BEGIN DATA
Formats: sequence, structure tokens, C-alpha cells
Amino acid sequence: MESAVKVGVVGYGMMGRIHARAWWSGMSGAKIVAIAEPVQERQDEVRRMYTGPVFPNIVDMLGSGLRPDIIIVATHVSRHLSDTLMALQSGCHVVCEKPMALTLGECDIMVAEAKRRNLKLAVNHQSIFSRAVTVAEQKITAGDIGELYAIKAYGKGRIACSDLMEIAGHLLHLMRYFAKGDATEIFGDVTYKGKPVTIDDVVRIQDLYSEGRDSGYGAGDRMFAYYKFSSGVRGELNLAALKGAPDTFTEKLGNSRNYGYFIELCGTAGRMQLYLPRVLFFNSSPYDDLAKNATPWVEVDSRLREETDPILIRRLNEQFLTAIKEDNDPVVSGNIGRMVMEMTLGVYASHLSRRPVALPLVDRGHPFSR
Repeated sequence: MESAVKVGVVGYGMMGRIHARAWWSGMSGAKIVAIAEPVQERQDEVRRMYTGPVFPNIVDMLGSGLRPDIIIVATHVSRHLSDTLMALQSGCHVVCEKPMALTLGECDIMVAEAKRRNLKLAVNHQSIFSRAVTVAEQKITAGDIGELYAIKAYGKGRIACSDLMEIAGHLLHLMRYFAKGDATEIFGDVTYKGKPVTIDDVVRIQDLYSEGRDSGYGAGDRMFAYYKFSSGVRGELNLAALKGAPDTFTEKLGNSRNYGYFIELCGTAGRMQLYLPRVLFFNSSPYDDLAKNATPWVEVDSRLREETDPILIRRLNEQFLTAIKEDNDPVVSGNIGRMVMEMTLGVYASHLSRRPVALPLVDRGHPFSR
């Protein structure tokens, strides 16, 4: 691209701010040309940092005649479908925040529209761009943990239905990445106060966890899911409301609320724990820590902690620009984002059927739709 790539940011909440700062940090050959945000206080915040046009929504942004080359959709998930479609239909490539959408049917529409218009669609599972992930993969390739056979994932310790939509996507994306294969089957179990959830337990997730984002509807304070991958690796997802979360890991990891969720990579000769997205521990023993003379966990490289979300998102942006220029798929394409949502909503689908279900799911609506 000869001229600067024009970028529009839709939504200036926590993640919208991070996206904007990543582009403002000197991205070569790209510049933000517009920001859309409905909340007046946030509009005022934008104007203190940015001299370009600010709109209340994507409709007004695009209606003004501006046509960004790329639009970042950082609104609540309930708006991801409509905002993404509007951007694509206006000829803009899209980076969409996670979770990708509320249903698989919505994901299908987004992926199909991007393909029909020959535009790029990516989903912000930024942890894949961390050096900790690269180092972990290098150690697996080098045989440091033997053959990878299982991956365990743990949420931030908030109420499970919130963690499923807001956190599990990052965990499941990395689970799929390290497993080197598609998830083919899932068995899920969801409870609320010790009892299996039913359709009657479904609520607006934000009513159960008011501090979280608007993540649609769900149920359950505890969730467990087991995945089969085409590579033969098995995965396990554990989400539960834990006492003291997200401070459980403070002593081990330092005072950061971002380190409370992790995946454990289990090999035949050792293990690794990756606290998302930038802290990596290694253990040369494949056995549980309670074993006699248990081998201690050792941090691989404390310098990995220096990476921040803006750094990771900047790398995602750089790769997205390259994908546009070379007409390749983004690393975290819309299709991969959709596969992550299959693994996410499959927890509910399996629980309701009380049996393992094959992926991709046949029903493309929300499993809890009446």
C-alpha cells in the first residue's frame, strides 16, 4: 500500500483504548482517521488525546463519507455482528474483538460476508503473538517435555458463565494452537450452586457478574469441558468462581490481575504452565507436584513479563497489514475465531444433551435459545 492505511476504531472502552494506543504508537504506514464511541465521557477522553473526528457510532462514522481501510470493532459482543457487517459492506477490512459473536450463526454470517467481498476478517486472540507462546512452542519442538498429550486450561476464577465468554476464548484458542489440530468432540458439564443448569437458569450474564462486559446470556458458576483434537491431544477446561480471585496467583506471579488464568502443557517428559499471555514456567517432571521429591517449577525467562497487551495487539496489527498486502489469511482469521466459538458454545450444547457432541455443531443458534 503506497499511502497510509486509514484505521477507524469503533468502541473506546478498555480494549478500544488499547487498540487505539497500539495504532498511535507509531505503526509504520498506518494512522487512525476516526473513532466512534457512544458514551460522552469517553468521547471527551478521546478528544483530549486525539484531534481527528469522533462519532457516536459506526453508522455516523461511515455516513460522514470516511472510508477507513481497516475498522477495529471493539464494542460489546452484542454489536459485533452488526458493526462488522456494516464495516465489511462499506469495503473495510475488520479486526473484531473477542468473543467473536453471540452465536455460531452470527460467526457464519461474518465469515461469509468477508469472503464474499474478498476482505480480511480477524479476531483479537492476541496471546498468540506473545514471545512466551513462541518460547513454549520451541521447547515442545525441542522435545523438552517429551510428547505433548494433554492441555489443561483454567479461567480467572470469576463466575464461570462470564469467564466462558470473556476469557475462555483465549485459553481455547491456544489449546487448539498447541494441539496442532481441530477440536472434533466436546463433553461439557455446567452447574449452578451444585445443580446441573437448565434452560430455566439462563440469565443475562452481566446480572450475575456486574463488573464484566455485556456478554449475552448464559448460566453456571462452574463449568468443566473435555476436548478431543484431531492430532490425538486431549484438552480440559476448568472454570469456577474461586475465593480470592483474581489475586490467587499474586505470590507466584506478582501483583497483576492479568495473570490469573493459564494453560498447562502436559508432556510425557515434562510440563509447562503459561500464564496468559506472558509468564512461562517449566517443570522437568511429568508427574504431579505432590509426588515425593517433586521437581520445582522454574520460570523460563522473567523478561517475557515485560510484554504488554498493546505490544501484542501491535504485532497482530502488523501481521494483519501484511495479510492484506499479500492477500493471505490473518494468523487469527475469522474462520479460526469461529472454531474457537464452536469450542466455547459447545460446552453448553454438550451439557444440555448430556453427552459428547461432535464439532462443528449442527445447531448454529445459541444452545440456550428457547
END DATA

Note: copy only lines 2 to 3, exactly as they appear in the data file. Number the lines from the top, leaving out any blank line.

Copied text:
Amino acid sequence: MESAVKVGVVGYGMMGRIHARAWWSGMSGAKIVAIAEPVQERQDEVRRMYTGPVFPNIVDMLGSGLRPDIIIVATHVSRHLSDTLMALQSGCHVVCEKPMALTLGECDIMVAEAKRRNLKLAVNHQSIFSRAVTVAEQKITAGDIGELYAIKAYGKGRIACSDLMEIAGHLLHLMRYFAKGDATEIFGDVTYKGKPVTIDDVVRIQDLYSEGRDSGYGAGDRMFAYYKFSSGVRGELNLAALKGAPDTFTEKLGNSRNYGYFIELCGTAGRMQLYLPRVLFFNSSPYDDLAKNATPWVEVDSRLREETDPILIRRLNEQFLTAIKEDNDPVVSGNIGRMVMEMTLGVYASHLSRRPVALPLVDRGHPFSR
Repeated sequence: MESAVKVGVVGYGMMGRIHARAWWSGMSGAKIVAIAEPVQERQDEVRRMYTGPVFPNIVDMLGSGLRPDIIIVATHVSRHLSDTLMALQSGCHVVCEKPMALTLGECDIMVAEAKRRNLKLAVNHQSIFSRAVTVAEQKITAGDIGELYAIKAYGKGRIACSDLMEIAGHLLHLMRYFAKGDATEIFGDVTYKGKPVTIDDVVRIQDLYSEGRDSGYGAGDRMFAYYKFSSGVRGELNLAALKGAPDTFTEKLGNSRNYGYFIELCGTAGRMQLYLPRVLFFNSSPYDDLAKNATPWVEVDSRLREETDPILIRRLNEQFLTAIKEDNDPVVSGNIGRMVMEMTLGVYASHLSRRPVALPLVDRGHPFSR